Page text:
And now, we're beginning to think about, and we will add in two additional components in light of everything we've talked to. The team. What does team wellbeing mean? And leadership. What does leadership wellbeing mean? Almost as the slightly more granular conduits to enable us to get from one side of that equation to the other. And that's really important, because you can even see how that suddenly sparks different ideas into our minds as to where the territory might go. Does it then integrate into learning and development? Does it integrate into the way that we think about future leaders, future work, all of those great points.


The second thing is then, akin to what Lucy was touching on in terms of the global wellbeing day, as a business and as other businesses, how do we create a global standard that we are comfortable with? So, everyone from an inclusivity, regardless of where they live, regardless of their demographic or whatever other diversity metric we might want to add into that mix, has a common experience with us, based on our core wellbeing principles. We're going through an exercise of reviewing our employee assistance program and coming up with one global provider by way of example, to ensure that we get that commonality of experience for individuals. And that's a huge piece, in terms of lifting up to foundation of acceptability on this agenda.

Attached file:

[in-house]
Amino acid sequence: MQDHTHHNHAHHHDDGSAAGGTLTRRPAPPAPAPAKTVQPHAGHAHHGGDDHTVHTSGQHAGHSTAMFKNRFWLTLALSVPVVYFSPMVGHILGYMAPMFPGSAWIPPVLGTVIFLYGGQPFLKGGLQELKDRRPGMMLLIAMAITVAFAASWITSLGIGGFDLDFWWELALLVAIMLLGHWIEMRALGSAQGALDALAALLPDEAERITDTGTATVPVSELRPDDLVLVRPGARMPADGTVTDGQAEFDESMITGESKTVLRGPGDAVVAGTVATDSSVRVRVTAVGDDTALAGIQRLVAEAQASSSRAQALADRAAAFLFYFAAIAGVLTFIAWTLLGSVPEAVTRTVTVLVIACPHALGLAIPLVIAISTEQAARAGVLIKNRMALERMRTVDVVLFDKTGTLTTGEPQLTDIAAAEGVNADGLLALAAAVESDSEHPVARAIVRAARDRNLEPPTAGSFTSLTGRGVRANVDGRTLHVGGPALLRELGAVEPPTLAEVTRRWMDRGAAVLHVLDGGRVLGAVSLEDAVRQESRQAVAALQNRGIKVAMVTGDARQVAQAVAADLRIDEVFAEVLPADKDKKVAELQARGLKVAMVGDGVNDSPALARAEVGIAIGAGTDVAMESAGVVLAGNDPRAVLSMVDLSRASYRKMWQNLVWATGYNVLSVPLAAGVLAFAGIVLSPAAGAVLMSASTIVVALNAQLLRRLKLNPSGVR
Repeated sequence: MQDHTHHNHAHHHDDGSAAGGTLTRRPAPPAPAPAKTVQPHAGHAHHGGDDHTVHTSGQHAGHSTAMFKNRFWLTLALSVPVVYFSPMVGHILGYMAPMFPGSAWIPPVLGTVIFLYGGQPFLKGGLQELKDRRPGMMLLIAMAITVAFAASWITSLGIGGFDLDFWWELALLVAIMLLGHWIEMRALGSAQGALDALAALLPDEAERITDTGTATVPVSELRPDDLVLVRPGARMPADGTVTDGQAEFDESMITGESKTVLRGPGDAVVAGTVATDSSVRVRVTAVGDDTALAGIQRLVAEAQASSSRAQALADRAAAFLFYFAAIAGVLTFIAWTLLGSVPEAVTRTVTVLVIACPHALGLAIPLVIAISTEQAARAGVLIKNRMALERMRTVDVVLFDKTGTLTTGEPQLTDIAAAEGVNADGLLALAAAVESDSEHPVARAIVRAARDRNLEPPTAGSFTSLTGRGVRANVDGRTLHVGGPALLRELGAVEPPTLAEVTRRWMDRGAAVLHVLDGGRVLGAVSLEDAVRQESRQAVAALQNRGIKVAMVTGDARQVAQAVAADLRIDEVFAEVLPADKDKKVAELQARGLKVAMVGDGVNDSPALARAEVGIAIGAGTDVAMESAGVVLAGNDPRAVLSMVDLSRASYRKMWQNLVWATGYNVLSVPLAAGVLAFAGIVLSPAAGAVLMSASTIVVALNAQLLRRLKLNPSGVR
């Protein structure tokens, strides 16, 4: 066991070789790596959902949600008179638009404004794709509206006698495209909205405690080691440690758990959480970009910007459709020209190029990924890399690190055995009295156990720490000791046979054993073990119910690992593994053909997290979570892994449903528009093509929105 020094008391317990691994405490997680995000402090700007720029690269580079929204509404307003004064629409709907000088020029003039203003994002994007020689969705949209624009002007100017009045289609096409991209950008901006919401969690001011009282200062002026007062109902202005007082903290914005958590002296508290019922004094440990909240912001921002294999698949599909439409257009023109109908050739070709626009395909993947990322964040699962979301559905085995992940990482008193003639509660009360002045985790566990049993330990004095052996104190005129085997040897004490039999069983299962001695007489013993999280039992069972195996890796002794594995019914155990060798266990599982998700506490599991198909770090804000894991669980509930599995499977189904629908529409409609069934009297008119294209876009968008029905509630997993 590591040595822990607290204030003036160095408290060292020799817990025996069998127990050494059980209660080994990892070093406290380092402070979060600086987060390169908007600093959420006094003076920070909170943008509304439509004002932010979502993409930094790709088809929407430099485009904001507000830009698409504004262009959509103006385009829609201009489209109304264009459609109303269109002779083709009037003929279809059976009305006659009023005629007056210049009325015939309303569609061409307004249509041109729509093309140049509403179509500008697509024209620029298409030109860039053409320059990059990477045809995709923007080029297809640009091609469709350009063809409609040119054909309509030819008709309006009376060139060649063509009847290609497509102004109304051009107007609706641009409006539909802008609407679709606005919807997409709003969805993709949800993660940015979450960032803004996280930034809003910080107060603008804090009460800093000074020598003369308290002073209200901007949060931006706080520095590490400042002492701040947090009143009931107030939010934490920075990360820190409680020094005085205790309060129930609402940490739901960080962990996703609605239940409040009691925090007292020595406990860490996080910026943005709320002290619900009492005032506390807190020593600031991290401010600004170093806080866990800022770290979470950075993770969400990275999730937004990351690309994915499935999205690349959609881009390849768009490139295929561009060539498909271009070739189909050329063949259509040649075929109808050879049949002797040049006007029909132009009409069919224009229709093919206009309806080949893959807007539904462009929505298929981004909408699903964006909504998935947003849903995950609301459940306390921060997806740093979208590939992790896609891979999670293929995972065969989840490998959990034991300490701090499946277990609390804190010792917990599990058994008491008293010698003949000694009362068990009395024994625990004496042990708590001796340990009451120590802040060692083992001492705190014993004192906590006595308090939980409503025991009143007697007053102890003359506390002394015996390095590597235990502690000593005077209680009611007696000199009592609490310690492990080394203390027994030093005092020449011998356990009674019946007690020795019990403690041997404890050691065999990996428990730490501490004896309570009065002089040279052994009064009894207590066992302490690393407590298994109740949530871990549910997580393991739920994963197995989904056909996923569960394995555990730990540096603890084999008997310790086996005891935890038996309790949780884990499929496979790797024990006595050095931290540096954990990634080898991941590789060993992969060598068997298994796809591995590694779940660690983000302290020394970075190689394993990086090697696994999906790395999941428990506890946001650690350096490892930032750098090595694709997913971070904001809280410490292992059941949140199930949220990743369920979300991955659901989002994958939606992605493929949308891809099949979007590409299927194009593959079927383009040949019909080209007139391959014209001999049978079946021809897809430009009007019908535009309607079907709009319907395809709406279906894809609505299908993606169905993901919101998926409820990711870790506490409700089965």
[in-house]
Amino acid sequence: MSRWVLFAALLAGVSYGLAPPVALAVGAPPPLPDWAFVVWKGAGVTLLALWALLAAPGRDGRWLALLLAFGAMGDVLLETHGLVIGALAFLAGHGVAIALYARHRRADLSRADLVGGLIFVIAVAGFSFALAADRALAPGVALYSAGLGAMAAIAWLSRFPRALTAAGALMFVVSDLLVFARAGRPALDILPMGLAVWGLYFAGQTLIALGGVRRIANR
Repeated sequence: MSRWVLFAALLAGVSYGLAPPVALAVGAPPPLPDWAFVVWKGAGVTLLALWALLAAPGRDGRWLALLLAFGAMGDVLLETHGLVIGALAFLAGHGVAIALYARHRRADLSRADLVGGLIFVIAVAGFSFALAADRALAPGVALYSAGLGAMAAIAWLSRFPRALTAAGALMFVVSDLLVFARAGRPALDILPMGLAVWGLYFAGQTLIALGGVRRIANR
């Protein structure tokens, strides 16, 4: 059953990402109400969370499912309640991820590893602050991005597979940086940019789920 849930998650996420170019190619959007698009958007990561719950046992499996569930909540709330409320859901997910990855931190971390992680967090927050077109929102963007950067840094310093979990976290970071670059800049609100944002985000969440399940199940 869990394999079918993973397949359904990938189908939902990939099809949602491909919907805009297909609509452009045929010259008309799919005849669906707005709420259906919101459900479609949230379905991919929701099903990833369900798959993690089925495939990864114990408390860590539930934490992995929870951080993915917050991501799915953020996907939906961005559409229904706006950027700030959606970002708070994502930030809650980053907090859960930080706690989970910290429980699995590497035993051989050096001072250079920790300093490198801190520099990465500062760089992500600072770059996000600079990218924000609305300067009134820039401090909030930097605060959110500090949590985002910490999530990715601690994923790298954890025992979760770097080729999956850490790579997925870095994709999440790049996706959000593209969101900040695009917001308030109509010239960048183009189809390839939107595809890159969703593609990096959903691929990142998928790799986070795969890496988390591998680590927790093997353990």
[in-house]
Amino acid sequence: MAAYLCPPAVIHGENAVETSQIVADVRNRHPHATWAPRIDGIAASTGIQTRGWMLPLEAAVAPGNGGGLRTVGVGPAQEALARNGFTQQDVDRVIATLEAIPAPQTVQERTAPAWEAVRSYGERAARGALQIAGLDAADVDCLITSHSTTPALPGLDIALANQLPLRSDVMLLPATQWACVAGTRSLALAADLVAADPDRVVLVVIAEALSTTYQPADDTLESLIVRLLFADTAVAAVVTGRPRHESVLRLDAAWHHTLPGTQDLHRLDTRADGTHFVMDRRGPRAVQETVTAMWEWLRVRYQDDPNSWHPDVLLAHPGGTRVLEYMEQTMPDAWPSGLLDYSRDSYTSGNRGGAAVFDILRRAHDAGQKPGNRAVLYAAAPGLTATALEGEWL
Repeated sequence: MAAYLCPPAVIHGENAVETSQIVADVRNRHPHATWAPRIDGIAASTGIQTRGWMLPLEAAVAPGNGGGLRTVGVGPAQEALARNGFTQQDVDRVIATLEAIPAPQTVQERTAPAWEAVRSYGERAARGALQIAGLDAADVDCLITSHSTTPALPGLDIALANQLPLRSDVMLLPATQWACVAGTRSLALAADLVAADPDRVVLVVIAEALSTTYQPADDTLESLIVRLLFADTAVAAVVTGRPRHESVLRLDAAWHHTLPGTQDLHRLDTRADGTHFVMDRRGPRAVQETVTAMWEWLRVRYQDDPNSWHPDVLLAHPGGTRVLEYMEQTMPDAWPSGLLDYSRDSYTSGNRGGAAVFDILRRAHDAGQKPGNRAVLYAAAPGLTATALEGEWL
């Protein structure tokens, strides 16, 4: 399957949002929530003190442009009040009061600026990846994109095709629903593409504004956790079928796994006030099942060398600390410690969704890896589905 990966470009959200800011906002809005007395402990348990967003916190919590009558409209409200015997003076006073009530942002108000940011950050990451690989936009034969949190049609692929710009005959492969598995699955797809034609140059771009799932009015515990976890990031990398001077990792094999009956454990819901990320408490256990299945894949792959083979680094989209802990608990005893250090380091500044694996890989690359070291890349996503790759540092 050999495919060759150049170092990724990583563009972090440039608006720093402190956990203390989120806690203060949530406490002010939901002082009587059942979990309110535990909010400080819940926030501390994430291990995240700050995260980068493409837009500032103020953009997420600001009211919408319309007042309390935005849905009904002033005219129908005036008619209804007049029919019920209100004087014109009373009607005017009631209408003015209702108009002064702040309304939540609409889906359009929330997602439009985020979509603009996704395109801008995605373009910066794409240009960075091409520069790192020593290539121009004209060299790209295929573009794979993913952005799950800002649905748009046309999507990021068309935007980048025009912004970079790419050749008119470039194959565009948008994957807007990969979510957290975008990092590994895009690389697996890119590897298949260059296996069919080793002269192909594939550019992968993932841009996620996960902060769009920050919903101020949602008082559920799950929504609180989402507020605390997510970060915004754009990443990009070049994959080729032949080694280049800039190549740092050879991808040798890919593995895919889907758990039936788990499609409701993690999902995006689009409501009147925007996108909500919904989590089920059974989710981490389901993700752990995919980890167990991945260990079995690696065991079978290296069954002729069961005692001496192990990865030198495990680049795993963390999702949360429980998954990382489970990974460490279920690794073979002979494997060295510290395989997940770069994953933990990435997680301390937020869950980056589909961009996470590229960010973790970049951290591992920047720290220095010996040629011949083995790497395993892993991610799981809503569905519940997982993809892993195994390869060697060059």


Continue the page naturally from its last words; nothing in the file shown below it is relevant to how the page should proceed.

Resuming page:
The second element where... Or, sorry, the third. If I could count, that would be great. The third element that I'm then thinking about, or we are thinking about is, so we've got the foundation in place, but how do we make the great stuff we're doing already more relevant to a Lucy, to a Nicole, to a someone? So often the tendency for us, and also for our clients, is to create a calendar of events. But what happens if my grief doesn't hit the moment that the grief workshop is going on? And so, as a result, we're thinking about better understanding the human experience, orienting all of our resources, webinars, thoughtful campaigns that we're offering, and ensuring that if we're having a moment around our mental, emotional, career or even life event moment, that we can then specifically get to where we need even easier. And then from that, Lucy and I and others are going to be maturing the, how do we further into the arena of attract, retain, sustain ourselves in Aon careers?